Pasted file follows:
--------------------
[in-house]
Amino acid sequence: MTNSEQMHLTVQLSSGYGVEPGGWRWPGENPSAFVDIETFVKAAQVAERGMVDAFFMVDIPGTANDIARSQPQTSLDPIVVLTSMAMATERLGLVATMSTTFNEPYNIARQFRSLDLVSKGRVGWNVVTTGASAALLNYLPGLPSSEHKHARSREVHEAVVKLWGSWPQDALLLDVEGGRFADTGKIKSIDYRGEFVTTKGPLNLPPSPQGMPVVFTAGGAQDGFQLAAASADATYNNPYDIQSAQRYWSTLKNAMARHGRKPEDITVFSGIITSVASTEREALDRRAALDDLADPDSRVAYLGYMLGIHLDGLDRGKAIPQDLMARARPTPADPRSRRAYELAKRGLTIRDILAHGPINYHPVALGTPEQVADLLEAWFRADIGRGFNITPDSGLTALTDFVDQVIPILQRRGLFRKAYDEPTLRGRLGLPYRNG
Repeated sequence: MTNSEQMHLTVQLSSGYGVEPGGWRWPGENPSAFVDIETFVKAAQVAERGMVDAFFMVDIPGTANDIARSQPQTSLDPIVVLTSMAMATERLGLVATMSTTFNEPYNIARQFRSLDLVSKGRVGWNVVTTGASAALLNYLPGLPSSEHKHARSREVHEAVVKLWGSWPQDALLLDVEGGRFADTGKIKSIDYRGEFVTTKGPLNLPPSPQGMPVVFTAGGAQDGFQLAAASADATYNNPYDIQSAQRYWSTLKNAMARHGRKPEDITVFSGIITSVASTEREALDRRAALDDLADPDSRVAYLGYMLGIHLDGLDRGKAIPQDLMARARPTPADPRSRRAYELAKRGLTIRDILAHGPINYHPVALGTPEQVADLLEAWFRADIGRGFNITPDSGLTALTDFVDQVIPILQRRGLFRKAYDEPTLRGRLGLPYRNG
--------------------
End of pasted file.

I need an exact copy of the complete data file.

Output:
[in-house]
Amino acid sequence: MTNSEQMHLTVQLSSGYGVEPGGWRWPGENPSAFVDIETFVKAAQVAERGMVDAFFMVDIPGTANDIARSQPQTSLDPIVVLTSMAMATERLGLVATMSTTFNEPYNIARQFRSLDLVSKGRVGWNVVTTGASAALLNYLPGLPSSEHKHARSREVHEAVVKLWGSWPQDALLLDVEGGRFADTGKIKSIDYRGEFVTTKGPLNLPPSPQGMPVVFTAGGAQDGFQLAAASADATYNNPYDIQSAQRYWSTLKNAMARHGRKPEDITVFSGIITSVASTEREALDRRAALDDLADPDSRVAYLGYMLGIHLDGLDRGKAIPQDLMARARPTPADPRSRRAYELAKRGLTIRDILAHGPINYHPVALGTPEQVADLLEAWFRADIGRGFNITPDSGLTALTDFVDQVIPILQRRGLFRKAYDEPTLRGRLGLPYRNG
Repeated sequence: MTNSEQMHLTVQLSSGYGVEPGGWRWPGENPSAFVDIETFVKAAQVAERGMVDAFFMVDIPGTANDIARSQPQTSLDPIVVLTSMAMATERLGLVATMSTTFNEPYNIARQFRSLDLVSKGRVGWNVVTTGASAALLNYLPGLPSSEHKHARSREVHEAVVKLWGSWPQDALLLDVEGGRFADTGKIKSIDYRGEFVTTKGPLNLPPSPQGMPVVFTAGGAQDGFQLAAASADATYNNPYDIQSAQRYWSTLKNAMARHGRKPEDITVFSGIITSVASTEREALDRRAALDDLADPDSRVAYLGYMLGIHLDGLDRGKAIPQDLMARARPTPADPRSRRAYELAKRGLTIRDILAHGPINYHPVALGTPEQVADLLEAWFRADIGRGFNITPDSGLTALTDFVDQVIPILQRRGLFRKAYDEPTLRGRLGLPYRNG